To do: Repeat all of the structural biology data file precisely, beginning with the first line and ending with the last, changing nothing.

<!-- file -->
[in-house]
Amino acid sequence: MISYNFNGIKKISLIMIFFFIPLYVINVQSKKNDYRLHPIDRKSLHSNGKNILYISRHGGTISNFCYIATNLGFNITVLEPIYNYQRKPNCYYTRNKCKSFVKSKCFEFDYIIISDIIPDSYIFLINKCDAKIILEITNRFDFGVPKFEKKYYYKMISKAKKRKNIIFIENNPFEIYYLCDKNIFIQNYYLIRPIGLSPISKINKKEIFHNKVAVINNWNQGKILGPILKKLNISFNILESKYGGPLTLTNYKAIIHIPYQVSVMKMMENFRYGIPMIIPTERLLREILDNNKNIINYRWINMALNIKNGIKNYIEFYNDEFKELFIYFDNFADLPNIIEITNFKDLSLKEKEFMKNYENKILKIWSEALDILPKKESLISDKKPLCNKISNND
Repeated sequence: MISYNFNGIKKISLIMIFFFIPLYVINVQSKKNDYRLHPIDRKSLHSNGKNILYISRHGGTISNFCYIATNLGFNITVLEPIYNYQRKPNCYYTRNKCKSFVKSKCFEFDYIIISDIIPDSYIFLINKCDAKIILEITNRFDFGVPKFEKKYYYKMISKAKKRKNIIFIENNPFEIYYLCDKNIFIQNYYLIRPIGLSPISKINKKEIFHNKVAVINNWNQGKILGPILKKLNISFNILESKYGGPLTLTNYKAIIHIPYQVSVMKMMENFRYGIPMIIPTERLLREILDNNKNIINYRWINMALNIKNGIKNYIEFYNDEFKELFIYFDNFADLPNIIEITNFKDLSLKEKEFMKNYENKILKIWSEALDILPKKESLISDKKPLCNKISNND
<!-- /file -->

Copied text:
[in-house]
Amino acid sequence: MISYNFNGIKKISLIMIFFFIPLYVINVQSKKNDYRLHPIDRKSLHSNGKNILYISRHGGTISNFCYIATNLGFNITVLEPIYNYQRKPNCYYTRNKCKSFVKSKCFEFDYIIISDIIPDSYIFLINKCDAKIILEITNRFDFGVPKFEKKYYYKMISKAKKRKNIIFIENNPFEIYYLCDKNIFIQNYYLIRPIGLSPISKINKKEIFHNKVAVINNWNQGKILGPILKKLNISFNILESKYGGPLTLTNYKAIIHIPYQVSVMKMMENFRYGIPMIIPTERLLREILDNNKNIINYRWINMALNIKNGIKNYIEFYNDEFKELFIYFDNFADLPNIIEITNFKDLSLKEKEFMKNYENKILKIWSEALDILPKKESLISDKKPLCNKISNND
Repeated sequence: MISYNFNGIKKISLIMIFFFIPLYVINVQSKKNDYRLHPIDRKSLHSNGKNILYISRHGGTISNFCYIATNLGFNITVLEPIYNYQRKPNCYYTRNKCKSFVKSKCFEFDYIIISDIIPDSYIFLINKCDAKIILEITNRFDFGVPKFEKKYYYKMISKAKKRKNIIFIENNPFEIYYLCDKNIFIQNYYLIRPIGLSPISKINKKEIFHNKVAVINNWNQGKILGPILKKLNISFNILESKYGGPLTLTNYKAIIHIPYQVSVMKMMENFRYGIPMIIPTERLLREILDNNKNIINYRWINMALNIKNGIKNYIEFYNDEFKELFIYFDNFADLPNIIEITNFKDLSLKEKEFMKNYENKILKIWSEALDILPKKESLISDKKPLCNKISNND